Citigroup's $10.8 billion tender offer to buy Nikko Cordial looks just sweet enough to convince investors in the Japanese brokerage to sell, analysts said on Wednesday.
Citigroup's biggest takeover attempt in Asia is likely to succeed, the analysts said, because without support from the U.S. bank Nikko's shares will be vulnerable to a sharp fall if it is delisted from the Tokyo Stock Exchange (TSE), as many now expect.
Nikko's shares rose 1.3% on Wednesday to 1,357 yen, slightly above the offer price of 1,350 yen per share announced by Citigroup on Tuesday, as some investors bet that a rival bidder would emerge or that dissatisfaction over the price would force Citigroup to sweeten its offer.
But analysts were discounting those scenarios.
"The tender offer price represents almost no premium over fair value under current market conditions, but we consider it fair for shareholders because the stock could have declined sharply if Citigroup had not come up with the tender offer and the TSE decided to delist the stock," said Natsumu Tsujino, an analyst at JPMorgan.
Nikko, Japan's third-biggest broker, has been under review by the Tokyo bourse since December over an accounting scandal, and the Nikkei business daily reported that the TSE plans to announce on Friday that it will strip the firm of its listing.
Sources at Citigroup's most likely rival, Mizuho Financial Group, which like Citigroup owns just under 5% of Nikko, reiterated after the U.S. bank's announcement that Mizuho did not plan to launch a counter-bid.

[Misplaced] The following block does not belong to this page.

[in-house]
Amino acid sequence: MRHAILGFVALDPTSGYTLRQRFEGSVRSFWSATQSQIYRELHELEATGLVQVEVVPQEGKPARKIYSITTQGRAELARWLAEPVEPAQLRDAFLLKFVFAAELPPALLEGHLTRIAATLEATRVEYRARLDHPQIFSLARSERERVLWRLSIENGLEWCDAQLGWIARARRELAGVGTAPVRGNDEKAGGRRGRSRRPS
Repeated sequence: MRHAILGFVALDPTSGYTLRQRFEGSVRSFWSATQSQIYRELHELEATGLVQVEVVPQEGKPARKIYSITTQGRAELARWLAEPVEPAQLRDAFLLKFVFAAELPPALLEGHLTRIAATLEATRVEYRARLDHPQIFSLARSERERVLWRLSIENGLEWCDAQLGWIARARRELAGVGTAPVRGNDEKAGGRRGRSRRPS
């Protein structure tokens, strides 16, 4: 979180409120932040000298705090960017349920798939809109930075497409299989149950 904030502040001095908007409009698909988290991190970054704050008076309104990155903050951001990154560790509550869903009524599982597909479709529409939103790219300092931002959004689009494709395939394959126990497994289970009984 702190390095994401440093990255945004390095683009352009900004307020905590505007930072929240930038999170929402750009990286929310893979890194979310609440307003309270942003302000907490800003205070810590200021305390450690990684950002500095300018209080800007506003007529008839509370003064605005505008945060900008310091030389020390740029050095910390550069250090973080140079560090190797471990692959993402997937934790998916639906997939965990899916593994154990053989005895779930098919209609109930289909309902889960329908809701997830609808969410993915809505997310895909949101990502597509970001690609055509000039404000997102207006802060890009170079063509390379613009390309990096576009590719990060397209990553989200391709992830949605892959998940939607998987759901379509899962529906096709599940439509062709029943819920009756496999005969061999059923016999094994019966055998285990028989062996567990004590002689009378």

Asked on Wednesday if the Japanese bank would sell into the tender offer, Mizuho spokeswoman Masako Shiono said nothing had been decided but that Mizuho "wants to maintain good relations with both Citigroup and Nikko".
Public Dissent, Private Acceptance?
Nikko's biggest shareholder, Chicago-based investment house Harris Associates, dismissed Citigroup's offer as too low, Bloomberg reported. But while speculators might object in public in hopes of getting Citigroup to sweeten its bid, they are likely to accept the bank's price in the end, analysts said.
Foreign funds such as Harris, which has accumulated a stake of more than 7% in Nikko since the accounting scandal broke, are more likely to lock in gains they have made on the stock's rebound than take the risk that Citigroup will walk away, the analysts said.
Citigroup is offering to buy all Nikko shares tendered but has set its minimum target at 50% of the brokerage's outstanding stock and has reserved the right to cancel the offer if it fails to secure majority control.
It plans to begin accepting tenders in the coming week.
While Citigroup's offer is hardly generous -- it gives a slim 10 yen premium to Nikko's closing price on Tuesday -- it falls within analysts' pre-announcement valuation range of between 1,100 and 1,440 yen per share.
Most analysts surveyed by Reuters changed their targets on Wednesday to match the bank's offer price.
Credit Suisse analyst Ryuji Kakimoto said there was a "strong possibility" that Citigroup's offer would succeed, and several others who asked not to be quoted concurred.
Moody's credit rating agency put Nikko's debt rating on review for a possible upgrade on Wednesday, citing the likelihood of financial support from Citigroup, and Fitch ratings changed its view from "negative" to "evolving".
Both agencies, along with Standard & Poor's, have cut their ratings on Nikko since the accounting mess emerged.
Shares in Nikko had tumbled as much as 34 percent since mid-December on the threat of a TSE delisting, which would further hurt Nikko's reputation and credit ratings. The stock hit a low of 984 yen on Feb. 1 before rebounding on reports of Citigroup's interest.